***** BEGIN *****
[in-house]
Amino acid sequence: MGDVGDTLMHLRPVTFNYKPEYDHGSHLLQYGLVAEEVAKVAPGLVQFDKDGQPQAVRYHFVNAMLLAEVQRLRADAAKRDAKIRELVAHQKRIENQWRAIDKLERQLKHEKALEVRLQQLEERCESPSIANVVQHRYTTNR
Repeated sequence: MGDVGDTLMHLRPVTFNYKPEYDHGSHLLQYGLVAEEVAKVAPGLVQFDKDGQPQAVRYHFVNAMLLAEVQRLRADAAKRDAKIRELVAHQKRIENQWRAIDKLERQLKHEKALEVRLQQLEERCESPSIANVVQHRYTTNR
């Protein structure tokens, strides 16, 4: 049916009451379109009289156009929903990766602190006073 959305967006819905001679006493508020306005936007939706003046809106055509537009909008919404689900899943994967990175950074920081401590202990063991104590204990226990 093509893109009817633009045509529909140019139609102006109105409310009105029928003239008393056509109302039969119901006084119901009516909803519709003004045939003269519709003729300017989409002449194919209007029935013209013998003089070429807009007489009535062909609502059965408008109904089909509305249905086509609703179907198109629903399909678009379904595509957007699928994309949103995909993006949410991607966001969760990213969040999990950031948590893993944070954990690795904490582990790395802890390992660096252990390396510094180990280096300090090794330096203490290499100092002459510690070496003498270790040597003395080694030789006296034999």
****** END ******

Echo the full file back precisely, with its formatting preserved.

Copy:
[in-house]
Amino acid sequence: MGDVGDTLMHLRPVTFNYKPEYDHGSHLLQYGLVAEEVAKVAPGLVQFDKDGQPQAVRYHFVNAMLLAEVQRLRADAAKRDAKIRELVAHQKRIENQWRAIDKLERQLKHEKALEVRLQQLEERCESPSIANVVQHRYTTNR
Repeated sequence: MGDVGDTLMHLRPVTFNYKPEYDHGSHLLQYGLVAEEVAKVAPGLVQFDKDGQPQAVRYHFVNAMLLAEVQRLRADAAKRDAKIRELVAHQKRIENQWRAIDKLERQLKHEKALEVRLQQLEERCESPSIANVVQHRYTTNR
């Protein structure tokens, strides 16, 4: 049916009451379109009289156009929903990766602190006073 959305967006819905001679006493508020306005936007939706003046809106055509537009909008919404689900899943994967990175950074920081401590202990063991104590204990226990 093509893109009817633009045509529909140019139609102006109105409310009105029928003239008393056509109302039969119901006084119901009516909803519709003004045939003269519709003729300017989409002449194919209007029935013209013998003089070429807009007489009535062909609502059965408008109904089909509305249905086509609703179907198109629903399909678009379904595509957007699928994309949103995909993006949410991607966001969760990213969040999990950031948590893993944070954990690795904490582990790395802890390992660096252990390396510094180990280096300090090794330096203490290499100092002459510690070496003498270790040597003395080694030789006296034999």